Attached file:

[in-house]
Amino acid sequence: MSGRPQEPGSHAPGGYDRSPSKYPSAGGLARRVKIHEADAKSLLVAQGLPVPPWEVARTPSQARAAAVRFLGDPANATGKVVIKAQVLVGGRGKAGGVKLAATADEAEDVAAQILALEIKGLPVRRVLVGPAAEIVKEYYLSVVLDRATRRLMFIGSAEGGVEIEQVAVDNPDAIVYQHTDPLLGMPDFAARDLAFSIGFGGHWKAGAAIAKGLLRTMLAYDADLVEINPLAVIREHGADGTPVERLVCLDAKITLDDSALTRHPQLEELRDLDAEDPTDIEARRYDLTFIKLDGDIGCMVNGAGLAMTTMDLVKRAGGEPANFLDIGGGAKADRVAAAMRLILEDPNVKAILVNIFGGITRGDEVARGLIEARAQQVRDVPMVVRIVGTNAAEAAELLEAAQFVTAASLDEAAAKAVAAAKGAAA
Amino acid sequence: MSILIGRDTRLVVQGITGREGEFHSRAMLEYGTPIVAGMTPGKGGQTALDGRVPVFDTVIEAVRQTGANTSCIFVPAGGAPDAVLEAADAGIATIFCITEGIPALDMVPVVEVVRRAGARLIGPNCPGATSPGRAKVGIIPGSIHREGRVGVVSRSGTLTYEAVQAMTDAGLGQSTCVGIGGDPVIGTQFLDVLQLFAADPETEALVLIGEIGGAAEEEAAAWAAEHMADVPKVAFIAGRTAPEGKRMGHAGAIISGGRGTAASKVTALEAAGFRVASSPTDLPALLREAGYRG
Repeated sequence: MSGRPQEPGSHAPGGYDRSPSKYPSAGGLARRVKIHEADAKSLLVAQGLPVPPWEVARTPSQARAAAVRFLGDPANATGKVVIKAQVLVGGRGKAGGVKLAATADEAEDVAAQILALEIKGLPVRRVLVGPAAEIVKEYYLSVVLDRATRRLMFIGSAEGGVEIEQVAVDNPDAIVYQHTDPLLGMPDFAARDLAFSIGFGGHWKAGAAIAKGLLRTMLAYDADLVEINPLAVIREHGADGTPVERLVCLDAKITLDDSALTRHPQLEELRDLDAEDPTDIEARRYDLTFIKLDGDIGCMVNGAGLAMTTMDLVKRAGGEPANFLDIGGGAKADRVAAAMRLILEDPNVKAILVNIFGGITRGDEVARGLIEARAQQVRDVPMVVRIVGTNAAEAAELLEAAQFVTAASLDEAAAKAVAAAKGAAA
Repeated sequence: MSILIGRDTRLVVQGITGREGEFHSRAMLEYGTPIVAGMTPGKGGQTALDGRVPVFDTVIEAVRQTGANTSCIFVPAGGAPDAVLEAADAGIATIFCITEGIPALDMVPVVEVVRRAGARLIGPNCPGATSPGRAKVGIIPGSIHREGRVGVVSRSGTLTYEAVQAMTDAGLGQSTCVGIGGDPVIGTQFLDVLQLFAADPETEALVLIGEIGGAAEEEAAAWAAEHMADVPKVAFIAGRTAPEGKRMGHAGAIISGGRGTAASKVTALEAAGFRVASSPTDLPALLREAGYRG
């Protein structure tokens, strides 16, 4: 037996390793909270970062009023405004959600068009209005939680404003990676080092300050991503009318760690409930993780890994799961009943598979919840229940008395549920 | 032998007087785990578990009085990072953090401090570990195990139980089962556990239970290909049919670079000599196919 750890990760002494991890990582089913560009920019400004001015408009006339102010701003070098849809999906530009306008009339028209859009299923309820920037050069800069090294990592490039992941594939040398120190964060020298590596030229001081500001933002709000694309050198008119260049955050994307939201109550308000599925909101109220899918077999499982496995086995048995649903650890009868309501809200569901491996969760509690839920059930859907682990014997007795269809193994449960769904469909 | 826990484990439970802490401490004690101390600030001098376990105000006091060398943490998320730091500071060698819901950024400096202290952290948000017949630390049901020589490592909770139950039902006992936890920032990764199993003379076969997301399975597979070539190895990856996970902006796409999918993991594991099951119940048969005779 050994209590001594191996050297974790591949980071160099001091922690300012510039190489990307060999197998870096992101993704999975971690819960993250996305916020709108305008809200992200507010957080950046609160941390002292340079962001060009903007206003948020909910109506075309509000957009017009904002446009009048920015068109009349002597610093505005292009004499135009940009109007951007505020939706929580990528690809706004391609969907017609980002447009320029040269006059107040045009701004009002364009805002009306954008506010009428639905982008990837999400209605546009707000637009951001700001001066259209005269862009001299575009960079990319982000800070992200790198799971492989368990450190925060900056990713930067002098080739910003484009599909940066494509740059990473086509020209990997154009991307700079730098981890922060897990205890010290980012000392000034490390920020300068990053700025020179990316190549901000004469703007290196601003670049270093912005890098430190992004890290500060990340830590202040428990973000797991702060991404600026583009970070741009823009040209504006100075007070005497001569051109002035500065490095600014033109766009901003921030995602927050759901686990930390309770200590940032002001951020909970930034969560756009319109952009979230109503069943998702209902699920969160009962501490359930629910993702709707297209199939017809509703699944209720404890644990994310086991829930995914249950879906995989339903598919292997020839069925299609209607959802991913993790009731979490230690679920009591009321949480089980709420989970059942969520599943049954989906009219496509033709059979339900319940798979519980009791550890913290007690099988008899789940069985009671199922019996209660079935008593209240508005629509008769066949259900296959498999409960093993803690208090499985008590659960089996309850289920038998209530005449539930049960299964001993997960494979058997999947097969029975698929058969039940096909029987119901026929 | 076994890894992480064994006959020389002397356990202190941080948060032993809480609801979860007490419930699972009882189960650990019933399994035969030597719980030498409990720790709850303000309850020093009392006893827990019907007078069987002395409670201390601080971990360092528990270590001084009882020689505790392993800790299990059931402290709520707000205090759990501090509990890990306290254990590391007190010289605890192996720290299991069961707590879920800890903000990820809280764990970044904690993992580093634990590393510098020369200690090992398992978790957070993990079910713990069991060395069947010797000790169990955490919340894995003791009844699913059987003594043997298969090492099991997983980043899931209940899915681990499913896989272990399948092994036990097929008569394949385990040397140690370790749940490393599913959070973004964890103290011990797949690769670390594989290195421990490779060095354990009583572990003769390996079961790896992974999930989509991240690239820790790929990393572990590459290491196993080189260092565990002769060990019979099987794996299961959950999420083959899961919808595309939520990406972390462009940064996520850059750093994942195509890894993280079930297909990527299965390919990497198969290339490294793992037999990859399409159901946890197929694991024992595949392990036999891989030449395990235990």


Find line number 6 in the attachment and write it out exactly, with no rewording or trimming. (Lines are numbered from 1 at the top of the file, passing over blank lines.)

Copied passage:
């Protein structure tokens, strides 16, 4: 037996390793909270970062009023405004959600068009209005939680404003990676080092300050991503009318760690409930993780890994799961009943598979919840229940008395549920 | 032998007087785990578990009085990072953090401090570990195990139980089962556990239970290909049919670079000599196919 750890990760002494991890990582089913560009920019400004001015408009006339102010701003070098849809999906530009306008009339028209859009299923309820920037050069800069090294990592490039992941594939040398120190964060020298590596030229001081500001933002709000694309050198008119260049955050994307939201109550308000599925909101109220899918077999499982496995086995048995649903650890009868309501809200569901491996969760509690839920059930859907682990014997007795269809193994449960769904469909 | 826990484990439970802490401490004690101390600030001098376990105000006091060398943490998320730091500071060698819901950024400096202290952290948000017949630390049901020589490592909770139950039902006992936890920032990764199993003379076969997301399975597979070539190895990856996970902006796409999918993991594991099951119940048969005779 050994209590001594191996050297974790591949980071160099001091922690300012510039190489990307060999197998870096992101993704999975971690819960993250996305916020709108305008809200992200507010957080950046609160941390002292340079962001060009903007206003948020909910109506075309509000957009017009904002446009009048920015068109009349002597610093505005292009004499135009940009109007951007505020939706929580990528690809706004391609969907017609980002447009320029040269006059107040045009701004009002364009805002009306954008506010009428639905982008990837999400209605546009707000637009951001700001001066259209005269862009001299575009960079990319982000800070992200790198799971492989368990450190925060900056990713930067002098080739910003484009599909940066494509740059990473086509020209990997154009991307700079730098981890922060897990205890010290980012000392000034490390920020300068990053700025020179990316190549901000004469703007290196601003670049270093912005890098430190992004890290500060990340830590202040428990973000797991702060991404600026583009970070741009823009040209504006100075007070005497001569051109002035500065490095600014033109766009901003921030995602927050759901686990930390309770200590940032002001951020909970930034969560756009319109952009979230109503069943998702209902699920969160009962501490359930629910993702709707297209199939017809509703699944209720404890644990994310086991829930995914249950879906995989339903598919292997020839069925299609209607959802991913993790009731979490230690679920009591009321949480089980709420989970059942969520599943049954989906009219496509033709059979339900319940798979519980009791550890913290007690099988008899789940069985009671199922019996209660079935008593209240508005629509008769066949259900296959498999409960093993803690208090499985008590659960089996309850289920038998209530005449539930049960299964001993997960494979058997999947097969029975698929058969039940096909029987119901026929 | 076994890894992480064994006959020389002397356990202190941080948060032993809480609801979860007490419930699972009882189960650990019933399994035969030597719980030498409990720790709850303000309850020093009392006893827990019907007078069987002395409670201390601080971990360092528990270590001084009882020689505790392993800790299990059931402290709520707000205090759990501090509990890990306290254990590391007190010289605890192996720290299991069961707590879920800890903000990820809280764990970044904690993992580093634990590393510098020369200690090992398992978790957070993990079910713990069991060395069947010797000790169990955490919340894995003791009844699913059987003594043997298969090492099991997983980043899931209940899915681990499913896989272990399948092994036990097929008569394949385990040397140690370790749940490393599913959070973004964890103290011990797949690769670390594989290195421990490779060095354990009583572990003769390996079961790896992974999930989509991240690239820790790929990393572990590459290491196993080189260092565990002769060990019979099987794996299961959950999420083959899961919808595309939520990406972390462009940064996520850059750093994942195509890894993280079930297909990527299965390919990497198969290339490294793992037999990859399409159901946890197929694991024992595949392990036999891989030449395990235990």